@ Supply Chain Management

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Taking a peek at mySAP (Strategic Supply Chain Design area)

What is the scope of mySAP’s solution space? While dealing with SCM, one has to meddle with the ERP system that one finds within a firm. mySAP is one of those leading ERP providers that is making inroads into the SCM space as well. Here is the solution space of mySAP as outlined on their website.
The main solution function areas are captured in the figure below (which I shamelessly copied from their site – I wonder where the jury of copyright matters rests on the matter?).


Each of the solution areas has its own mini-web site which explains some of the capabilities ensconced therein. So let’s go one by one starting bottoms up:

1. Strategic Supply Chain Design: Three areas under this category.

  • Supply Chain Definition : You can model every part of the supply chain (such as locations, transportation lanes, resources, products, and so on.) using the Supply Chain Engineer in SAP APO. The Supply Chain Engineer allows you to place locations on a map and link them with the corresponding transportation lanes and product flows. Furthermore, you can drill down to all elements belonging to the supply network, or request information about single or combined elements in the network. For example, you have the ability to see which products belong to a particular location. You can also add products to this location or modify the location’s master data. Master data can also be transferred from SAP R/3 bzw. SAP ERP using the Core Interface (CIF). Materials are limited in their validity and availability. This has to be taken into consideration throughout the entire supply chain management solution. A central maintenance instance for interchangeability relations is offered that provides information for all planning applications. This secures consistent planning of discontinued material stock before using follow-up material stock. For a service parts supply chain, the supply chain definition is extended with the Bill of Distribution, which not only describes a location hierarchy but also allows the modeling of virtual locations (which are physically the same locations as aggregation locations in the location hierarchy, but are logically only used to model the direct customer facing demand of those aggregation locations), virtual consolidation regions (to consolidate the demand of several locations for slow moving parts) and inventory balancing regions.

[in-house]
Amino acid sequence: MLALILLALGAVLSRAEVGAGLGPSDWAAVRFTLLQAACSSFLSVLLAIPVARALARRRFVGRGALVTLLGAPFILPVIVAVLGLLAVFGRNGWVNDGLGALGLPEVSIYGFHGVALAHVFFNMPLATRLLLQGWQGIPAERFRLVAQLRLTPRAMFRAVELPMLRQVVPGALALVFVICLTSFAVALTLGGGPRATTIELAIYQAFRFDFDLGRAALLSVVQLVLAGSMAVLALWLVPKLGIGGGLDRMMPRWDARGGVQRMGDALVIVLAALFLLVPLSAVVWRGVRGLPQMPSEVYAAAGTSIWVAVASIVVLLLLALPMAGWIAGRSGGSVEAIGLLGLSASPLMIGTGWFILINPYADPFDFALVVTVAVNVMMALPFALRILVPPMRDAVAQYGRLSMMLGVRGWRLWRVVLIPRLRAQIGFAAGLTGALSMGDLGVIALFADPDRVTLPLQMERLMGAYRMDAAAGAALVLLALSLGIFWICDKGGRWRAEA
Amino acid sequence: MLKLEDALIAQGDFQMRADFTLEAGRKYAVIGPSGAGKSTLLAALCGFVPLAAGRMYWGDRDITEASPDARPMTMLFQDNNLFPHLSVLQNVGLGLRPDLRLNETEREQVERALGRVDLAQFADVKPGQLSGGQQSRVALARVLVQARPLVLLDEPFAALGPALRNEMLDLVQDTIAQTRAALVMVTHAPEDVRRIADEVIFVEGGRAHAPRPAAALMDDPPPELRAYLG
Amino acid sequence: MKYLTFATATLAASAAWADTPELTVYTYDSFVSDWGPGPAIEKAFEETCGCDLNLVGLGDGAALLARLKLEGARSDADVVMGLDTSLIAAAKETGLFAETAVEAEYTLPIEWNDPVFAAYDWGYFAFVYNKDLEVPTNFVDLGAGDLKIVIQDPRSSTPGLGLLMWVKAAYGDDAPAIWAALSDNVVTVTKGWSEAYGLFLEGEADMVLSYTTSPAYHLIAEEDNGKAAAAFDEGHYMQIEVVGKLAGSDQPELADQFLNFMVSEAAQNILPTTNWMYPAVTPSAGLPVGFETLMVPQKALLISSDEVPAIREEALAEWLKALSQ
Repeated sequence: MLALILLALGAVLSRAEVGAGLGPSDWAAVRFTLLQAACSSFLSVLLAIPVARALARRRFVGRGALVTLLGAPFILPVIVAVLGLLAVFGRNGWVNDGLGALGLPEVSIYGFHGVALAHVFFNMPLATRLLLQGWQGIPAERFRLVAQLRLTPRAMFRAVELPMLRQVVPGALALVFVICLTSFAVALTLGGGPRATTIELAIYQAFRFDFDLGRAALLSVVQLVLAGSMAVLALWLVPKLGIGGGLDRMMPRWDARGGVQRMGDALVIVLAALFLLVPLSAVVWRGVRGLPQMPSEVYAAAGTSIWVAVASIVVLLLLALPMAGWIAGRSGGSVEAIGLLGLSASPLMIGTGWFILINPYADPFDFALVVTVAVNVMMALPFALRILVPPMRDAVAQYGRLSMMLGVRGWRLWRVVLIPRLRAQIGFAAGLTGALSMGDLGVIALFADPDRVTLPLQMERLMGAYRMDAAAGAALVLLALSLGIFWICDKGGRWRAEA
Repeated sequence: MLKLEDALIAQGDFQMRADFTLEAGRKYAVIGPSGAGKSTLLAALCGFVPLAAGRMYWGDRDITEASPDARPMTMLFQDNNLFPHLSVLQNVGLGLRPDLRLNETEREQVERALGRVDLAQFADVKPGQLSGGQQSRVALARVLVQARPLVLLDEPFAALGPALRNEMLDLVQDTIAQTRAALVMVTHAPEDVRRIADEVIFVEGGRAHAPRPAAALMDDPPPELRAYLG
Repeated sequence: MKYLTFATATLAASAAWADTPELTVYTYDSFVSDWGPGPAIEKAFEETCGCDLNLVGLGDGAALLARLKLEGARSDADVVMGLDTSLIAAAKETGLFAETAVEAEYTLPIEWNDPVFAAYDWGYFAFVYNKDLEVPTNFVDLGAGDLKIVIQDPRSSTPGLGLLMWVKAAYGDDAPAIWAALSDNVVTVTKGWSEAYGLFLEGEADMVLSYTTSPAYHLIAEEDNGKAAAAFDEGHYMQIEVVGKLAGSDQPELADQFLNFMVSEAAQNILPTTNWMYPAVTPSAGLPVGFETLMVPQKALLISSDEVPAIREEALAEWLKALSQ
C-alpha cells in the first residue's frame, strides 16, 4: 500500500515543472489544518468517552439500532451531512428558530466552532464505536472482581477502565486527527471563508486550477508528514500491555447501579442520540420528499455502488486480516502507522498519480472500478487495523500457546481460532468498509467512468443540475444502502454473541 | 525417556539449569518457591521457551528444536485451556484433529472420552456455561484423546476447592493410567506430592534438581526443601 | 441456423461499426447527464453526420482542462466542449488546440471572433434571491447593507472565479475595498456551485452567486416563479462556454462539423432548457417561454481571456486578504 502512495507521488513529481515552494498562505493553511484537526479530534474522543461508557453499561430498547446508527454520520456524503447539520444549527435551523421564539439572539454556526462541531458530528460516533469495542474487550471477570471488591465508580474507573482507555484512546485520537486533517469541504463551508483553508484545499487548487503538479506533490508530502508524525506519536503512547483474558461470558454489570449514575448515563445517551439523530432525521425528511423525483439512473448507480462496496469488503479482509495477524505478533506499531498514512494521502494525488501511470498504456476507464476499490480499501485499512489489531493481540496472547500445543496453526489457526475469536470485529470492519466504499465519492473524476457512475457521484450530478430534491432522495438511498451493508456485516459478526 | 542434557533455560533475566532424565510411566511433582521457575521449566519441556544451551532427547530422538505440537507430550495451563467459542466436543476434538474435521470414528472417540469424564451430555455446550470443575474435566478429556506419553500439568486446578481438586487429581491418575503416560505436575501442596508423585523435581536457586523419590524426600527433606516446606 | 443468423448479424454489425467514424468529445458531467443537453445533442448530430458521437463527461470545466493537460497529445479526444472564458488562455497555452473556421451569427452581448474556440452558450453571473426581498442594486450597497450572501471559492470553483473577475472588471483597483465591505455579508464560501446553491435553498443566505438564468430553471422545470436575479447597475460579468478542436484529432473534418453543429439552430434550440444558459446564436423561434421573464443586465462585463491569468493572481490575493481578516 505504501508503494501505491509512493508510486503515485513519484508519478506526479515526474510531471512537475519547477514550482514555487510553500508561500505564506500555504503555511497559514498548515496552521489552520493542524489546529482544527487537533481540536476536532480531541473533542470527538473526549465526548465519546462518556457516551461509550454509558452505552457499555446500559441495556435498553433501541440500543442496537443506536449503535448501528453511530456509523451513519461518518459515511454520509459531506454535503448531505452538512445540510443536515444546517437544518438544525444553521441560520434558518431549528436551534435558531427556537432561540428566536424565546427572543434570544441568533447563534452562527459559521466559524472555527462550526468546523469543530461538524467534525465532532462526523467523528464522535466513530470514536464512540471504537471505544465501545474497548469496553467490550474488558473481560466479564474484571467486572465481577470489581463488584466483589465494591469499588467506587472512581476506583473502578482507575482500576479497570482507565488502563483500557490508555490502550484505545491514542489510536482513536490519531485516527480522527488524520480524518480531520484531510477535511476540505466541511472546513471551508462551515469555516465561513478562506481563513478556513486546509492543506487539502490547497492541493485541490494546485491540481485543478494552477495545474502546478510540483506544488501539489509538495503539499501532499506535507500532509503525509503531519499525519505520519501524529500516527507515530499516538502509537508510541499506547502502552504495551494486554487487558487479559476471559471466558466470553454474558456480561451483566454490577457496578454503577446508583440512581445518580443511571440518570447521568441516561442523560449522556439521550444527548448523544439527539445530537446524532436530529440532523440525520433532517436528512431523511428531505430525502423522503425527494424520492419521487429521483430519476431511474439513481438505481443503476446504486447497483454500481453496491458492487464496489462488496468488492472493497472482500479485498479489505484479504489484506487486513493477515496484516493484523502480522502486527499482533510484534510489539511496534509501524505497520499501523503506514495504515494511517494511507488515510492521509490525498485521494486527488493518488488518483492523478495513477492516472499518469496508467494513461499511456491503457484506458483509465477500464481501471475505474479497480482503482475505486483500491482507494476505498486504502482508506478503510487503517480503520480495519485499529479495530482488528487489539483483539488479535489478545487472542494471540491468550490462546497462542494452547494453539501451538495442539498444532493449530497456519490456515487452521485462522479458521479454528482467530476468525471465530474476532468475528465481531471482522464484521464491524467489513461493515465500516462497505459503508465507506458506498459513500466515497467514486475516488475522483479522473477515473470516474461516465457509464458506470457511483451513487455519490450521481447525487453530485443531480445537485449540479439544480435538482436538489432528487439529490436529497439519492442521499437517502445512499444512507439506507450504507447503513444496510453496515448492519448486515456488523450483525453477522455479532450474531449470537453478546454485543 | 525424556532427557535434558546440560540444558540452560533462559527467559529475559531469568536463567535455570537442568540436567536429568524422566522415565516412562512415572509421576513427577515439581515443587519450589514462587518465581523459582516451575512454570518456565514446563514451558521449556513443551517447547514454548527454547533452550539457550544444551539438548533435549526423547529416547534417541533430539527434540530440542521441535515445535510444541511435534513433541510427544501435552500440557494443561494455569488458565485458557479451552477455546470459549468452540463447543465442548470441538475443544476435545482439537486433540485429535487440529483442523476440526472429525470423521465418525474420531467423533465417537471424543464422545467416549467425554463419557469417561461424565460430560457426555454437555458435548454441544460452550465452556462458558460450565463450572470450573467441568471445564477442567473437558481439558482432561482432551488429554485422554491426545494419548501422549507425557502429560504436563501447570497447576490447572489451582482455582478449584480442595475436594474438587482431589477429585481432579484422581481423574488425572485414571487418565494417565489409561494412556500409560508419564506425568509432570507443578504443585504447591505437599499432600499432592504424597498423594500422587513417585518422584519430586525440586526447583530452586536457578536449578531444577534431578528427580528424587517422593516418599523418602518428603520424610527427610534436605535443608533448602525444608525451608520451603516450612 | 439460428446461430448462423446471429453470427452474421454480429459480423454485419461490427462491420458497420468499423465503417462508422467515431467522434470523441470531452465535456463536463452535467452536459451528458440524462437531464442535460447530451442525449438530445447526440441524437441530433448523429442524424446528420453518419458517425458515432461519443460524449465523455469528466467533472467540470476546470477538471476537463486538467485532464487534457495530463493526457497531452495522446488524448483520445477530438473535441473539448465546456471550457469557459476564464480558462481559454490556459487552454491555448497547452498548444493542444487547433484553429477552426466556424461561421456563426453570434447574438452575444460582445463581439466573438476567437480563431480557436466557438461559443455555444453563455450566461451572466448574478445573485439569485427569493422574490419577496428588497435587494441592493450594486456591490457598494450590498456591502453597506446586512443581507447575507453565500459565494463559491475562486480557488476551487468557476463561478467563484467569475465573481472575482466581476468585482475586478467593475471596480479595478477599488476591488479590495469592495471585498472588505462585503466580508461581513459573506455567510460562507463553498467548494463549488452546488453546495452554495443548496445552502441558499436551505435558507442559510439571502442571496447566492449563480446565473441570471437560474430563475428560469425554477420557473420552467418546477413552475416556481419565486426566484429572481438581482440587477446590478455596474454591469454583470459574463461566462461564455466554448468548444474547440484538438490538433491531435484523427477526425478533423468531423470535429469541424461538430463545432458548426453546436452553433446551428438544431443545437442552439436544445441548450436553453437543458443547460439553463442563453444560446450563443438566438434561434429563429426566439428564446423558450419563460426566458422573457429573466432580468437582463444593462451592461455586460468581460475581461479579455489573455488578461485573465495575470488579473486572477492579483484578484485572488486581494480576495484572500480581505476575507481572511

The Supply Chain Engineer in SAP APO sounds a lot like the tool that I developed (based on the transshipment model) that allows for strategic level planning for supply chain components. The great thing about the Supply Chain Engineer is the integration that it provides with the ERP system which is how it should be ideally.

  • Supply Chain Monitoring : The Supply Chain Cockpit (SCC) consists of a highly intuitive, graphical interface that acts as the top enterprise planning layer covering all planning areas such as manufacturing, demand, distribution, and transportation. All employees in the Plan -> Source -> Make -> Deliver cycle of supply chain management can use it to their advantage. As the gateway to SAP APO, the SCC makes dealing with a vast supply chain easier and more manageable. SCC allows you to:

Supply Chain Assessment isn’t child’s play. You need a true specialist.

So advises Jane Lee, a director of supply chain solutions at SupplyChain Consultants in the June edition of GLCS. She begins her article by saying what may seem as obvious but in a fad fed world, it may not be first on your agenda.

The first step to improving your supply chain is very basic: you have to understand what is working and what is not./blockquote>